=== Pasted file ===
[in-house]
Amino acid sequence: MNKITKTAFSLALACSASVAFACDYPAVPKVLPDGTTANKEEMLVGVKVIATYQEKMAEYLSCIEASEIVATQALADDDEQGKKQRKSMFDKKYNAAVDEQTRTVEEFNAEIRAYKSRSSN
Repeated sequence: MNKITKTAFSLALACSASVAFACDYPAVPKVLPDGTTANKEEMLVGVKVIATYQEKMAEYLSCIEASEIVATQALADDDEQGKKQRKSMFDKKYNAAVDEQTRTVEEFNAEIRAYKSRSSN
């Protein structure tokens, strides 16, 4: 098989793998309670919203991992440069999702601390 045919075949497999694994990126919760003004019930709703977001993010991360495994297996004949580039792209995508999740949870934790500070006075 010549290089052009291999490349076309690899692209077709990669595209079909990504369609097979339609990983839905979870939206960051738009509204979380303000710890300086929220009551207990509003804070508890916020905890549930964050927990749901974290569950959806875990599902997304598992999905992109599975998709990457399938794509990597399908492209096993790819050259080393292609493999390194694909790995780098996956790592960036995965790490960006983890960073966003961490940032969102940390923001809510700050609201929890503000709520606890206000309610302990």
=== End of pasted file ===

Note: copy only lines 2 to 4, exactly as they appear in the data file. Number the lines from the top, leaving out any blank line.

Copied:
Amino acid sequence: MNKITKTAFSLALACSASVAFACDYPAVPKVLPDGTTANKEEMLVGVKVIATYQEKMAEYLSCIEASEIVATQALADDDEQGKKQRKSMFDKKYNAAVDEQTRTVEEFNAEIRAYKSRSSN
Repeated sequence: MNKITKTAFSLALACSASVAFACDYPAVPKVLPDGTTANKEEMLVGVKVIATYQEKMAEYLSCIEASEIVATQALADDDEQGKKQRKSMFDKKYNAAVDEQTRTVEEFNAEIRAYKSRSSN
């Protein structure tokens, strides 16, 4: 098989793998309670919203991992440069999702601390 045919075949497999694994990126919760003004019930709703977001993010991360495994297996004949580039792209995508999740949870934790500070006075 010549290089052009291999490349076309690899692209077709990669595209079909990504369609097979339609990983839905979870939206960051738009509204979380303000710890300086929220009551207990509003804070508890916020905890549930964050927990749901974290569950959806875990599902997304598992999905992109599975998709990457399938794509990597399908492209096993790819050259080393292609493999390194694909790995780098996956790592960036995965790490960006983890960073966003961490940032969102940390923001809510700050609201929890503000709520606890206000309610302990």